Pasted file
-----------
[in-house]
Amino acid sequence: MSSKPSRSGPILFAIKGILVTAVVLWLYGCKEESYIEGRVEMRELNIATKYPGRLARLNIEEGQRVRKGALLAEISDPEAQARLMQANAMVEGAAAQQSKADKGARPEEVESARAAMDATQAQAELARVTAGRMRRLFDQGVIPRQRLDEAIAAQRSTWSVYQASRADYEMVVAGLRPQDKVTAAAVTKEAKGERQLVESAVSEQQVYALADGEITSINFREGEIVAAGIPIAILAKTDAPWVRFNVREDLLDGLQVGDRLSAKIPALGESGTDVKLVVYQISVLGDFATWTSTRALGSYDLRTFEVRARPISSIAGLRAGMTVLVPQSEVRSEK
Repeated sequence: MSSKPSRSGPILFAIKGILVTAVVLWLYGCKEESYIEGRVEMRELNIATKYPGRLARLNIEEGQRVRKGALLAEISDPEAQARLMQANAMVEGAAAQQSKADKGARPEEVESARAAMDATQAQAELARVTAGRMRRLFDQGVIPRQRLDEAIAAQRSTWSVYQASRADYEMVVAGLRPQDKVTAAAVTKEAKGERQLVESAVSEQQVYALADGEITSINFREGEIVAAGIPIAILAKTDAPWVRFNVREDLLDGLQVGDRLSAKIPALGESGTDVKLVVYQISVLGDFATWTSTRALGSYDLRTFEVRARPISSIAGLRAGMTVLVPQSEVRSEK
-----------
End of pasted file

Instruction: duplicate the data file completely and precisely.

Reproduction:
[in-house]
Amino acid sequence: MSSKPSRSGPILFAIKGILVTAVVLWLYGCKEESYIEGRVEMRELNIATKYPGRLARLNIEEGQRVRKGALLAEISDPEAQARLMQANAMVEGAAAQQSKADKGARPEEVESARAAMDATQAQAELARVTAGRMRRLFDQGVIPRQRLDEAIAAQRSTWSVYQASRADYEMVVAGLRPQDKVTAAAVTKEAKGERQLVESAVSEQQVYALADGEITSINFREGEIVAAGIPIAILAKTDAPWVRFNVREDLLDGLQVGDRLSAKIPALGESGTDVKLVVYQISVLGDFATWTSTRALGSYDLRTFEVRARPISSIAGLRAGMTVLVPQSEVRSEK
Repeated sequence: MSSKPSRSGPILFAIKGILVTAVVLWLYGCKEESYIEGRVEMRELNIATKYPGRLARLNIEEGQRVRKGALLAEISDPEAQARLMQANAMVEGAAAQQSKADKGARPEEVESARAAMDATQAQAELARVTAGRMRRLFDQGVIPRQRLDEAIAAQRSTWSVYQASRADYEMVVAGLRPQDKVTAAAVTKEAKGERQLVESAVSEQQVYALADGEITSINFREGEIVAAGIPIAILAKTDAPWVRFNVREDLLDGLQVGDRLSAKIPALGESGTDVKLVVYQISVLGDFATWTSTRALGSYDLRTFEVRARPISSIAGLRAGMTVLVPQSEVRSEK